Deciphering bacterial doomsday decisions -- Nov. 26, 2012

Stem cells: in search of a master controller -- May 7, 2010

Are sacrificial bacteria altruistic or just unlucky? -- April 16, 2008

This release can be found online at

Follow Rice News and Media Relations on Twitter @RiceUNews.

Located on a 300-acre forested campus in Houston, Rice University is consistently ranked among the nation's top 20 universities by U.S. News & World Report. Rice has highly respected schools of Architecture, Business, Continuing Studies, Engineering, Humanities, Music, Natural Sciences and Social Sciences and is home to the Baker Institute for Public Policy. With 3,910 undergraduates and 2,809 graduate students, Rice's undergraduate student-to-faculty ratio is 6-to-1. Its residential college system builds close-knit communities and lifelong friendships, just one reason why Rice is ranked No. 1 for best quality of life and for lots of race/class interaction by the Princeton Review. Rice is also rated as a best value among private universities by Kiplinger's Personal Finance. To read "What they're saying about Rice," go to

Media Contact

David Ruth


David Ruth | EurekAlert!

More articles from Life Sciences:

nachricht Don't Give the Slightest Chance to Toxic Elements in Medicinal Products
23.03.2018 | Physikalisch-Technische Bundesanstalt (PTB)

nachricht North and South Cooperation to Combat Tuberculosis
22.03.2018 | Universität Zürich

All articles from Life Sciences >>>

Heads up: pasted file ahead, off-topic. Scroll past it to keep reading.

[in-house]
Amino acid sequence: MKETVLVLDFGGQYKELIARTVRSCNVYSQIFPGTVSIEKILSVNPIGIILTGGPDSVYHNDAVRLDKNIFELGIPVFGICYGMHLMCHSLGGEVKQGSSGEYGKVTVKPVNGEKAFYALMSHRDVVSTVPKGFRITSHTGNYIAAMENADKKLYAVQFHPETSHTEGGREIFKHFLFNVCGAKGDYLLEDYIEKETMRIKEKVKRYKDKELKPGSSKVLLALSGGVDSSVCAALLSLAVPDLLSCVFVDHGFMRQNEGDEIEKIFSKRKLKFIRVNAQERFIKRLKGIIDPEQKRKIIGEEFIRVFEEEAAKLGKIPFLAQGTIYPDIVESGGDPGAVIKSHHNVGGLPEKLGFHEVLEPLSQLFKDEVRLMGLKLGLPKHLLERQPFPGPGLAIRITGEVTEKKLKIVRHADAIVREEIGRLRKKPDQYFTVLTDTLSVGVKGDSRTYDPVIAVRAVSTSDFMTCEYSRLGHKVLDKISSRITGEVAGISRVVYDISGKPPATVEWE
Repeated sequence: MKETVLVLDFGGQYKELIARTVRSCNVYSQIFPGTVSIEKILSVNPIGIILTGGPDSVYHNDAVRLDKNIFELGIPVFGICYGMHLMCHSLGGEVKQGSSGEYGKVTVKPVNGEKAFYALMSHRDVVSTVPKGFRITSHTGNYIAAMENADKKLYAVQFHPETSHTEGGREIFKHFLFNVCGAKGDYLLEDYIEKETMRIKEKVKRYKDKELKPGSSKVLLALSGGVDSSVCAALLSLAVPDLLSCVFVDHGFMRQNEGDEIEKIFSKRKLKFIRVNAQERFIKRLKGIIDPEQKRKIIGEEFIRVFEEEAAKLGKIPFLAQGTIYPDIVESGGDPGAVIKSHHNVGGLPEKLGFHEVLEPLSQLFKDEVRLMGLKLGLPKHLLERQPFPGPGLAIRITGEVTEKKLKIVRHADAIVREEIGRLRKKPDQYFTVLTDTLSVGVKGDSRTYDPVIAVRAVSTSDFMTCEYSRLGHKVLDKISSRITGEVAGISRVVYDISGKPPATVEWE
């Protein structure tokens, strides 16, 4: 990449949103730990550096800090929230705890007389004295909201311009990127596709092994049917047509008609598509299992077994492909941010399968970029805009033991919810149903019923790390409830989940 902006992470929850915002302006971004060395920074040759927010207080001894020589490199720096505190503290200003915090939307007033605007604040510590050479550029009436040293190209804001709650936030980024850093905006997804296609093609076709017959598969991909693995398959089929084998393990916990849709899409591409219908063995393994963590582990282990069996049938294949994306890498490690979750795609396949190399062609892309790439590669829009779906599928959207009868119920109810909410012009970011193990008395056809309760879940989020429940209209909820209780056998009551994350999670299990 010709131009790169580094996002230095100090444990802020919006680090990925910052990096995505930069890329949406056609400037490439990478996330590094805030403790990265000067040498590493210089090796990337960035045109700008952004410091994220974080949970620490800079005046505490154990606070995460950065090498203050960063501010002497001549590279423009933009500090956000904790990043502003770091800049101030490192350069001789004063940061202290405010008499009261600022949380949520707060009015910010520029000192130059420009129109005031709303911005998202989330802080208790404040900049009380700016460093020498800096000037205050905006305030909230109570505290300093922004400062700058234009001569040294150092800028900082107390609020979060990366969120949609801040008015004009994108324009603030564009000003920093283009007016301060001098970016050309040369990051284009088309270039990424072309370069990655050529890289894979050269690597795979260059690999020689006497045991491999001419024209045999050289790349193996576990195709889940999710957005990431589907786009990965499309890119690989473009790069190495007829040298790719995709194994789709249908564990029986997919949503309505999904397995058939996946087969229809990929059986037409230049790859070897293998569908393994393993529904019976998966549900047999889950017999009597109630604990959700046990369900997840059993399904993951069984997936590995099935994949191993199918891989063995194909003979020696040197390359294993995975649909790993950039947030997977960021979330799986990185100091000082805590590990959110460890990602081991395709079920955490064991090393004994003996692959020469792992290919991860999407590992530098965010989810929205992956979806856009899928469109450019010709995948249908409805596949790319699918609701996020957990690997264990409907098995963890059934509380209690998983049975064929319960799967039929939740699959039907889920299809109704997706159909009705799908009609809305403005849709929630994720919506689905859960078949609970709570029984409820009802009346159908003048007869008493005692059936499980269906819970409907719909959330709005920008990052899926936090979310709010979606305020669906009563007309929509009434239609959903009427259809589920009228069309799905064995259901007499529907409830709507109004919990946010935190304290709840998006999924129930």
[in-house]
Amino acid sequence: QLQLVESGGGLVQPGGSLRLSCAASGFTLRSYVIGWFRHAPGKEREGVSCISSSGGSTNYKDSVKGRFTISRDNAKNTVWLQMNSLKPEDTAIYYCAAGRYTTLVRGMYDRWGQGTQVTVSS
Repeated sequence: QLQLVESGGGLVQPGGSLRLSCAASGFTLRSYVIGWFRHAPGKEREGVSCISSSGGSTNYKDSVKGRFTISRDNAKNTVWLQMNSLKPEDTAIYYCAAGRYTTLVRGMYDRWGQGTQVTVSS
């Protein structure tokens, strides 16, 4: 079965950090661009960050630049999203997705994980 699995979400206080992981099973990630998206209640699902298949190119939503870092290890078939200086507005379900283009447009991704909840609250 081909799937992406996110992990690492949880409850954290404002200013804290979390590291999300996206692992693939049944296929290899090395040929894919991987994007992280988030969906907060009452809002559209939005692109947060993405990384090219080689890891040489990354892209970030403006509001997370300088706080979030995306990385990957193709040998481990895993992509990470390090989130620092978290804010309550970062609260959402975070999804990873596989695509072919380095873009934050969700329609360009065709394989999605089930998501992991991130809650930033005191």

The most recent press releases about innovation >>>

Die letzten 5 Focus-News des innovations-reports im Überblick:

Im Focus: Space observation with radar to secure Germany's space infrastructure

Satellites in near-Earth orbit are at risk due to the steady increase in space debris. But their mission in the areas of telecommunications, navigation or weather forecasts is essential for society. Fraunhofer FHR therefore develops radar-based systems which allow the detection, tracking and cataloging of even the smallest particles of debris. Satellite operators who have access to our data are in a better position to plan evasive maneuvers and prevent destructive collisions. From April, 25-29 2018, Fraunhofer FHR and its partners will exhibit the complementary radar systems TIRA and GESTRA as well as the latest radar techniques for space observation across three stands at the ILA Berlin.

The "traffic situation" in space is very tense: the Earth is currently being orbited not only by countless satellites but also by a large volume of space...

Im Focus: Researchers Discover New Anti-Cancer Protein